With Wisconsin finally finding the end zone and needing to recover an onside kick with 91 seconds remaining, redshirt sophomore kicker Kyle French appeared to recover his own kick, giving the Badgers the ball back at their own 46-yard line.
But after a lengthy review between Big Ten officials on the field and Pac 12 replay officials in the booth, it was determined that French touched the ball just before it crossed the 45-yard line, resulting in an illegal touching penalty and the ball going to Oregon State.
With no timeouts left, Wisconsin could only watch as Oregon State ran the rest of the time off the clock.
"I was honestly, completely shocked that it was overturned," said French.
A new rule to college football this season is that for any one-hop kick that flies into the air, the receiving team can wave for a fair catch. That's one of the main reasons, according to French, Wisconsin worked throughout camp on how to dribble the ball onsides.
"It was written up just like we wanted," said French. "I just wish it was a better result than what happened."
Replays showed to viewers showed French sliding around the ball while fullback Derek Watt rushed in to block safety Tyrequek Zimmerman. Obscuring the camera angle, the ball appears to change direction before French grabs it at the 44-yard line. By rule if an Oregon State player touched the ball before it went 10 yards and Wisconsin recovered, possession would go to the Badgers.
Either way, the camera angles weren't definitive, but the call was reversed in favor of the home team.
"I think if anyone touched it before, it was him," said French. "What are you going to do? We're going to have to watch film and see what happened."
This is the third time in the last year that Wisconsin has been done in by instant replay. At Michigan State, a video review ruled Keith Nichol crossed the goal line after being downed at the 1-yard line. At last year's Rose Bowl, video replay ruled that time had expired with Wisconsin driving in for the winning score.
"You know when it's long, it's usually not good when it rules in your favor originally," said junior linebacker Chris Borland. "I was in on that play and thought (French) had it."
Absent without Abbrederis
Wisconsin's depth at the receiver position was already classified as Jared Abbrederis No.1 and everybody else No.2. So with the offense already struggling to generate momentum, the loss of Abbrederis in the second half was a huge blow.
"It was big," said Danny O'Brien, who threw for only 172 yards without his top target. "I think the guys that came in did a good job and stepped up and competed, but when you lose your No. 1 guy it has a little bit of an impact. Just praying he's going to be healthy and able to come back."
With 8 minutes, 22 seconds remaining in the second quarter, Abbrederis took a huge hit on a crossing route, having Feti Taumoepeau put the crown of his helmet into the middle of Abbrederis' chest.
Slow to get off the field, Abbrederis was eventually carted off the field and taken by ambulance to a local hospital. He was later released and traveled back with the team to Madison, but missing his presence in the second half was noticeable.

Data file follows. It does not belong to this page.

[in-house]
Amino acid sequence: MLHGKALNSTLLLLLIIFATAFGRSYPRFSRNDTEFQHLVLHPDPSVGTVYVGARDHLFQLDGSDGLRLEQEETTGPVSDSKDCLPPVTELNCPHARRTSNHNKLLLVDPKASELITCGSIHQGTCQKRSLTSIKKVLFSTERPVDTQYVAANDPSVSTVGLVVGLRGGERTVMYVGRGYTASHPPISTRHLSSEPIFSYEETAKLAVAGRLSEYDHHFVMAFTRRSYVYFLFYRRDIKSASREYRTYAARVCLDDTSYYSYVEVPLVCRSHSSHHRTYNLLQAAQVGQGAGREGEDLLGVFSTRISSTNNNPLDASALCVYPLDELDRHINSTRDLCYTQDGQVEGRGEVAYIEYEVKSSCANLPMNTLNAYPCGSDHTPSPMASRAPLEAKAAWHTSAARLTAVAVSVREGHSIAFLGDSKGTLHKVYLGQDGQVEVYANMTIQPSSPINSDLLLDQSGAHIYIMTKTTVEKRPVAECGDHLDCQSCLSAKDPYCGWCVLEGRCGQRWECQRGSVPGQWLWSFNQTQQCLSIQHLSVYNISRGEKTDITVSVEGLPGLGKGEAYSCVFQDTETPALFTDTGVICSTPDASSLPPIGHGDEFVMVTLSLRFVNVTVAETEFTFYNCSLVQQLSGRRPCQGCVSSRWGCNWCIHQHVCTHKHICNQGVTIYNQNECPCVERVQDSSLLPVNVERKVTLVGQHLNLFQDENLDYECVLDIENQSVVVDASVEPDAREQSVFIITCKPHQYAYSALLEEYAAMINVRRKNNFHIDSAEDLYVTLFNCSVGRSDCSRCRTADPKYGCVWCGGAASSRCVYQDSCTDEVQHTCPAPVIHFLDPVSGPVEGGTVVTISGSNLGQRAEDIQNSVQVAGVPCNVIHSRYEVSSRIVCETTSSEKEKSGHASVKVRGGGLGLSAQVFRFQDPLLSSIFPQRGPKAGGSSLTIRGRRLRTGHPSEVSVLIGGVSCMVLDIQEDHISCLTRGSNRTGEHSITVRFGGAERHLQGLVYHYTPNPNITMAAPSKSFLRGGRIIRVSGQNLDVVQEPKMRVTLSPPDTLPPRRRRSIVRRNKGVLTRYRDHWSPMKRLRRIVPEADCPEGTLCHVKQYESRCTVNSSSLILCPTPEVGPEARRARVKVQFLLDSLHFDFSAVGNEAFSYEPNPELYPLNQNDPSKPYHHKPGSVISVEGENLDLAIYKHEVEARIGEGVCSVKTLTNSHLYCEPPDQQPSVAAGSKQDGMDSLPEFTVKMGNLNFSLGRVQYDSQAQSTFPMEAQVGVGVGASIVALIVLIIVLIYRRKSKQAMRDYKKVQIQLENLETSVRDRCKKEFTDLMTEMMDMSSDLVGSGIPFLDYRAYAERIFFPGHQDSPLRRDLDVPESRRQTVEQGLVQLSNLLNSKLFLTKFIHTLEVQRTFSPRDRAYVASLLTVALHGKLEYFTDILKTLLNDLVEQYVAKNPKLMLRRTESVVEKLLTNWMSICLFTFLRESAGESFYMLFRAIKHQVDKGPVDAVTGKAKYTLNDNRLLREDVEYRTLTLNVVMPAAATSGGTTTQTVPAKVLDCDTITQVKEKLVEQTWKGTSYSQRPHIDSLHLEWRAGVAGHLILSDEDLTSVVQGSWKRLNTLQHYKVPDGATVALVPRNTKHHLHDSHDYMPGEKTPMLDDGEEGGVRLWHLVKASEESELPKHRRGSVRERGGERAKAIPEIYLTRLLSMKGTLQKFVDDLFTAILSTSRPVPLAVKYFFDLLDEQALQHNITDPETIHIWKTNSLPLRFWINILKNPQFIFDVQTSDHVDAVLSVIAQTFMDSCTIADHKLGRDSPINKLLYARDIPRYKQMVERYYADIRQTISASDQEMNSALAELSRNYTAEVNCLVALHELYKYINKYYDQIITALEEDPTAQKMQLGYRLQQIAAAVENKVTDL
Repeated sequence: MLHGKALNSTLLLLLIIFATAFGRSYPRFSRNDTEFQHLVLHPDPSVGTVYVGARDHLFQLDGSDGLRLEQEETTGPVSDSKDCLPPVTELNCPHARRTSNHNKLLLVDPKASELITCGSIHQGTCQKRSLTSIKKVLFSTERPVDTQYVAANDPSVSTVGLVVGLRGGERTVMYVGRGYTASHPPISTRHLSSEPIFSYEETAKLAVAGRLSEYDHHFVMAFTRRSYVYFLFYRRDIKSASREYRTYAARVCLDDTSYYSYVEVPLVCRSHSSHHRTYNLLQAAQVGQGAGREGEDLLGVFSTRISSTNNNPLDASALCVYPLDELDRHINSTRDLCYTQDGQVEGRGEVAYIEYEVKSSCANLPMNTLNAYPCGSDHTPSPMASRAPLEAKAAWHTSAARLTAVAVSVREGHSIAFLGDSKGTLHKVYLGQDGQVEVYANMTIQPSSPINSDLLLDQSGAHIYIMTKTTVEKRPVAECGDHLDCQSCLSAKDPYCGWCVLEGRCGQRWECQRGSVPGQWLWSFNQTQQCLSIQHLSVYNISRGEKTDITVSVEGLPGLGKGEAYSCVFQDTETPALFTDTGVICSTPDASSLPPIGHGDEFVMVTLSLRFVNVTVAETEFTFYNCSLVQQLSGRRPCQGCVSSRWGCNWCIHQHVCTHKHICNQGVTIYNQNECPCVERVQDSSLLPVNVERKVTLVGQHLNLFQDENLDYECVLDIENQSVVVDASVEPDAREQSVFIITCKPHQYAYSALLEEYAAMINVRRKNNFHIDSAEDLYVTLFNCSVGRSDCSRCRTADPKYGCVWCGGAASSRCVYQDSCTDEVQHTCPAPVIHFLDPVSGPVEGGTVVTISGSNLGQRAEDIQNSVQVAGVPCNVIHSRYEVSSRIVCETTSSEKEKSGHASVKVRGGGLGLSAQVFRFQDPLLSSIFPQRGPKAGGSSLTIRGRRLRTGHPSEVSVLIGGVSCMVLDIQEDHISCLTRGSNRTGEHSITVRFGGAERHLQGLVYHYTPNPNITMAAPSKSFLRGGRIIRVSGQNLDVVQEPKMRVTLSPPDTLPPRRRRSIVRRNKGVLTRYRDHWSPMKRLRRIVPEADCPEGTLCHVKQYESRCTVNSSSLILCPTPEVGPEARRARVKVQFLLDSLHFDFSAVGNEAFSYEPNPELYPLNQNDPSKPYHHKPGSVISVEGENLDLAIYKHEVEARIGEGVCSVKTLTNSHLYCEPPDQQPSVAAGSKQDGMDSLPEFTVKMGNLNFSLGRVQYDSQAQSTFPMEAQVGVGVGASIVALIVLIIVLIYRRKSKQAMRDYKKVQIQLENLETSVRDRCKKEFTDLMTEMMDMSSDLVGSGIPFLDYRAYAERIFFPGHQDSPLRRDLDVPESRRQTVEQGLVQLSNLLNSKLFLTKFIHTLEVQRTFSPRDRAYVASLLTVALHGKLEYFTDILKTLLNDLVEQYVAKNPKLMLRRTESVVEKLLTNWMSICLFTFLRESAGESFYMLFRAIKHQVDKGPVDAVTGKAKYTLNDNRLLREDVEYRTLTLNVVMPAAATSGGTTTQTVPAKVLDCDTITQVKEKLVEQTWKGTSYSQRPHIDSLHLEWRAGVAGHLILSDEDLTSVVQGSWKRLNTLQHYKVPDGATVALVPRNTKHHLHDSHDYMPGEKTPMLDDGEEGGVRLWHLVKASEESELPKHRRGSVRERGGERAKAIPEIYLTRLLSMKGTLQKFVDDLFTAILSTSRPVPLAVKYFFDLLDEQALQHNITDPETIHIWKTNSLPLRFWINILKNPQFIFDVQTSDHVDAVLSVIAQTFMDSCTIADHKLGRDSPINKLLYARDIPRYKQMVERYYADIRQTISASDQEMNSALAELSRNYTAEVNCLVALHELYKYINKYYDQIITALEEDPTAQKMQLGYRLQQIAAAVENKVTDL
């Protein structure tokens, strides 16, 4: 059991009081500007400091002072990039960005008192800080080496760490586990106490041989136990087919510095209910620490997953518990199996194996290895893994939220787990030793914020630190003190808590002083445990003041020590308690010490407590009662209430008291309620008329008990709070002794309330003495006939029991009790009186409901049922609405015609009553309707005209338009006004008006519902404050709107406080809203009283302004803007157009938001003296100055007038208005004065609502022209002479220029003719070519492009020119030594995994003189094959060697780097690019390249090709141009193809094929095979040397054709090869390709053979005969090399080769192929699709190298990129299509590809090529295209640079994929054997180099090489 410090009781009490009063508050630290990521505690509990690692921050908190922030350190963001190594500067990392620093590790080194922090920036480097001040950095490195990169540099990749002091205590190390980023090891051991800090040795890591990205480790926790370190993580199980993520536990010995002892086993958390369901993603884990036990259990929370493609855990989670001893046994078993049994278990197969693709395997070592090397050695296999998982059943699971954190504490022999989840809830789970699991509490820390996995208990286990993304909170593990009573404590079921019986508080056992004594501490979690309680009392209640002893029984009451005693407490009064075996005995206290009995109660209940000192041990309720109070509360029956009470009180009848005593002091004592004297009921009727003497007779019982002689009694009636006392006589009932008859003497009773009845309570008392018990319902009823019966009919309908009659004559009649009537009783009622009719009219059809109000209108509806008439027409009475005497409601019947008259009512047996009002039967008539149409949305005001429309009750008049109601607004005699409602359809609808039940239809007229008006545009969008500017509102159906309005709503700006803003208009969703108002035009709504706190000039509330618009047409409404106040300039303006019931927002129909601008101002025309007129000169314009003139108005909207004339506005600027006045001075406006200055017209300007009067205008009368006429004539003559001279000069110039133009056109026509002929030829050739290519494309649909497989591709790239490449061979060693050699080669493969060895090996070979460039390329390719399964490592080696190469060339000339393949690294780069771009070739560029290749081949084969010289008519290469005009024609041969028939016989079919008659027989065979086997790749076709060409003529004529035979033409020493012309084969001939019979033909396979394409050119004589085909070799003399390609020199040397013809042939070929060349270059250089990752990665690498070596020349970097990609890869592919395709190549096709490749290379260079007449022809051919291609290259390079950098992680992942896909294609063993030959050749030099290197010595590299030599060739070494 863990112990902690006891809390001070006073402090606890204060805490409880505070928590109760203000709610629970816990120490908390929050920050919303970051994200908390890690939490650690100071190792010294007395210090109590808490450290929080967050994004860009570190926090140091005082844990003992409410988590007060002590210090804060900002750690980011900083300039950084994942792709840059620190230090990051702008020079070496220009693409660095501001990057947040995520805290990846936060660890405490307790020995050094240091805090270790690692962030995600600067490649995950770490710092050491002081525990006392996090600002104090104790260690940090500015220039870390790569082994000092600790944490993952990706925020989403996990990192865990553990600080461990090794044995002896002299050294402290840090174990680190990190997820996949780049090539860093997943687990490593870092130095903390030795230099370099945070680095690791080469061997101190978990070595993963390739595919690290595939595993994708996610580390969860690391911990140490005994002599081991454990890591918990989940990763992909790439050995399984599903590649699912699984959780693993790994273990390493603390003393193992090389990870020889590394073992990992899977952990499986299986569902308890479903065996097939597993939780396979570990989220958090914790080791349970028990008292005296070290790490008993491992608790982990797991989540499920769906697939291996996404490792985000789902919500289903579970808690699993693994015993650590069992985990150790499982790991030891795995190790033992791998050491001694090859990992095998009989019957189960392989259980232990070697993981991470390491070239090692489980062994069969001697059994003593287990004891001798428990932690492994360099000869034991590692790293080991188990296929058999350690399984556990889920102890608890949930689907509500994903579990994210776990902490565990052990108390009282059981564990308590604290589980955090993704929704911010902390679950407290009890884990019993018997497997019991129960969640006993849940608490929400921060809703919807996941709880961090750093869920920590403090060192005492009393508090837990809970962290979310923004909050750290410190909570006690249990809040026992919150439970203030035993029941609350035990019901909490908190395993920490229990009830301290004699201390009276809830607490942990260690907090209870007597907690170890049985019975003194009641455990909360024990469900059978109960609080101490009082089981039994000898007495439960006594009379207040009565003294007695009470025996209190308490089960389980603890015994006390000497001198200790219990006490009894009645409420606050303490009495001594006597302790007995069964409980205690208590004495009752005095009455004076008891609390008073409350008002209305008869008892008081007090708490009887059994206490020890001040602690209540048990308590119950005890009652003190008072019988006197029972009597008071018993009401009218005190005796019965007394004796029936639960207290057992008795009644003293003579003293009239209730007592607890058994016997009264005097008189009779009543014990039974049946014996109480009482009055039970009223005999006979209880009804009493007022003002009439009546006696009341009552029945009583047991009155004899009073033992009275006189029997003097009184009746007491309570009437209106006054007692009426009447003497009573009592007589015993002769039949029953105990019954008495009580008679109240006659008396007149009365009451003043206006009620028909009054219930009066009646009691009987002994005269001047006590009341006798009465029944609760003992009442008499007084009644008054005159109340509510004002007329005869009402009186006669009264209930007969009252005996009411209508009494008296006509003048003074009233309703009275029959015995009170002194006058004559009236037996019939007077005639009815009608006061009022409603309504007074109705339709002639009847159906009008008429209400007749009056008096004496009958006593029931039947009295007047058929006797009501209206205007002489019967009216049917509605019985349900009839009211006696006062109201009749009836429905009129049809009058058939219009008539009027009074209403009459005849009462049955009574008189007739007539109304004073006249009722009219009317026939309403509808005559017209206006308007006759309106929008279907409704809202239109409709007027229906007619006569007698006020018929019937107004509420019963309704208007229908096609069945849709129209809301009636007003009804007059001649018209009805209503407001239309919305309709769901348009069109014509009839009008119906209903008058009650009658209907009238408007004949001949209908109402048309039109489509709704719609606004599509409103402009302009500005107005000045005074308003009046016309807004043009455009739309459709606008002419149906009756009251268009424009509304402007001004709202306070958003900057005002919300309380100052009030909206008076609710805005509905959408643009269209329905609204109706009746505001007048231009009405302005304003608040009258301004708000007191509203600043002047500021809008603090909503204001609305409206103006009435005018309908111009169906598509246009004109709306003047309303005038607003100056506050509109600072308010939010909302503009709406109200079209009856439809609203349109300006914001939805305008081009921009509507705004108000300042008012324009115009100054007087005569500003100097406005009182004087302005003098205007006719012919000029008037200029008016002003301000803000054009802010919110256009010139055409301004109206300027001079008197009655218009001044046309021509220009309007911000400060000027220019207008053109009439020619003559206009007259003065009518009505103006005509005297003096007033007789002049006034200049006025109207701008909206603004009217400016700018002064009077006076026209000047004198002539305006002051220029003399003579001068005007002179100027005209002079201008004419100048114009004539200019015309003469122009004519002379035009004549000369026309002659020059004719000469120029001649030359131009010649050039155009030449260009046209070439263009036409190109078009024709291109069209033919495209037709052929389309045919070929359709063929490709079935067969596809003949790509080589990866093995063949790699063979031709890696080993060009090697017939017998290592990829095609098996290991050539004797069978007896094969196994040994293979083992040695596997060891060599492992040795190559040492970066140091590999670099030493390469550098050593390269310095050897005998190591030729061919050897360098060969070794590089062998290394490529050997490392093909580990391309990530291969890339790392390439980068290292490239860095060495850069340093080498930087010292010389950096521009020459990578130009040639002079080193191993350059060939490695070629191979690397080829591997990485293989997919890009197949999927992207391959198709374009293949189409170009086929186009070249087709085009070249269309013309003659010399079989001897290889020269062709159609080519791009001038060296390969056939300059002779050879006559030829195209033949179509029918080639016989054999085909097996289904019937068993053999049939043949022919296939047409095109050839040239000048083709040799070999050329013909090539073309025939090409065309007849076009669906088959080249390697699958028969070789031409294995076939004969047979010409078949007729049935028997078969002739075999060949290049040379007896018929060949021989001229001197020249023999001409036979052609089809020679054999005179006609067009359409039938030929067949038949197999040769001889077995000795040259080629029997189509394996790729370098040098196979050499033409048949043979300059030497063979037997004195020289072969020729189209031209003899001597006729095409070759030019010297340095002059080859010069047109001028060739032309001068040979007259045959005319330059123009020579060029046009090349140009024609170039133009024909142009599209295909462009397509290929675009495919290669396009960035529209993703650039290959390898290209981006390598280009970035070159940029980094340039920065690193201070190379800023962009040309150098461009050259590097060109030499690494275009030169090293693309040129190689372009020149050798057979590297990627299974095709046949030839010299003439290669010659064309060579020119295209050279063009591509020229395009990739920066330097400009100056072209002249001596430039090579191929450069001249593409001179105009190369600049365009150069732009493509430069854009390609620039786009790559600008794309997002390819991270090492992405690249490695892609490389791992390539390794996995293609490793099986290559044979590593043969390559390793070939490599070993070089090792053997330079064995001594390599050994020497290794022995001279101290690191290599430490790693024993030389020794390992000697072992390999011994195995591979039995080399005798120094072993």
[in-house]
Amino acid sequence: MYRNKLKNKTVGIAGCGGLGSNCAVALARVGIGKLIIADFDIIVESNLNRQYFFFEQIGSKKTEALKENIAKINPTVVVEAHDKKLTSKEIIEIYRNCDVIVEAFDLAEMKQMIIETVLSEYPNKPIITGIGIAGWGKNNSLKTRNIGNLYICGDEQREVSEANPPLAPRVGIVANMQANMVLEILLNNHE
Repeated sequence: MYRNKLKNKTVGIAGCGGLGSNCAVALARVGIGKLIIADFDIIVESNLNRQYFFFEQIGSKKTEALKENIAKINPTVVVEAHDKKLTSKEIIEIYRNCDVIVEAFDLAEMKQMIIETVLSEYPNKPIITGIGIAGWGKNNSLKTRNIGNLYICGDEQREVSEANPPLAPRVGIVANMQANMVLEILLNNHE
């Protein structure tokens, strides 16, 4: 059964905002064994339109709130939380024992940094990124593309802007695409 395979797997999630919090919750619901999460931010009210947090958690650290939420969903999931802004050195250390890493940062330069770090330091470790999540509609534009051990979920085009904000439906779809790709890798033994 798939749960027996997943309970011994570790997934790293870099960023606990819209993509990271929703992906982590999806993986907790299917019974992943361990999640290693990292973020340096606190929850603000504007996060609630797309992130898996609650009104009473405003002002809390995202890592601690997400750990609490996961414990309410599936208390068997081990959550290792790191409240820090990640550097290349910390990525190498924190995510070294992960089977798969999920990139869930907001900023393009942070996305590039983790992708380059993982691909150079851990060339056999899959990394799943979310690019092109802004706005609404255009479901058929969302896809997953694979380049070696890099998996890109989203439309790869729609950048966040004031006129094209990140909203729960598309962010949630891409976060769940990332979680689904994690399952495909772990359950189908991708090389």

"When Abby was out of there, kind of mixing some guys in new spots that hadn't been there," said Wisconsin coach Bret Bielema. "That's not an excuse. It's next man in and my responsibility to make that guy prepared … We just get down to numbers there. We were going three wideouts at the end of the game in that hurry-up offense."
Although junior Jeff Duckworth led the team with seven catch for 55 yards, the Badgers consistently lined up Montee Ball and James White as receivers with both players receiving a fair amount of throws. With Wisconsin facing a lot of man-to-man pressure, the Badgers rarely had opening for big gains.
"Someone needs to step up," said Duckworth. "It's part of football. It's part of the game so you've always got to be ready … Whether it was blocking or in the receiving game, we definitely didn't do enough to make enough plays."
The Badgers had been often criticized for not challenging themselves enough in the nonconference season, playing weak home games and non-challenging road games against non-BCS opponents. Wisconsin proudly displayed its 33 game regular-season nonconference winning streak as the second-longest in the country, but only two of those wins came on the road at a BCS venue and neither of them under Bielema.
Now after its first road trip of the season, Wisconsin representing the Leaders Division in the Big Ten championship game is far from a certainty, but the head coach saw some positives among the rubble.
"I know they're disappointed," said Bielema. "I know everyone wanted to come out here and have a victory, but a lot of character in that room. One thing I did give them credit for. I don't think they ever gave up. ... I thought our guys fought their tails off, everybody, all of the coaches, all of the players, that part I was very, very happy with."
"I'm not in this profession to lose football games. Any loss absolutely disturbs me to no end." - Bielema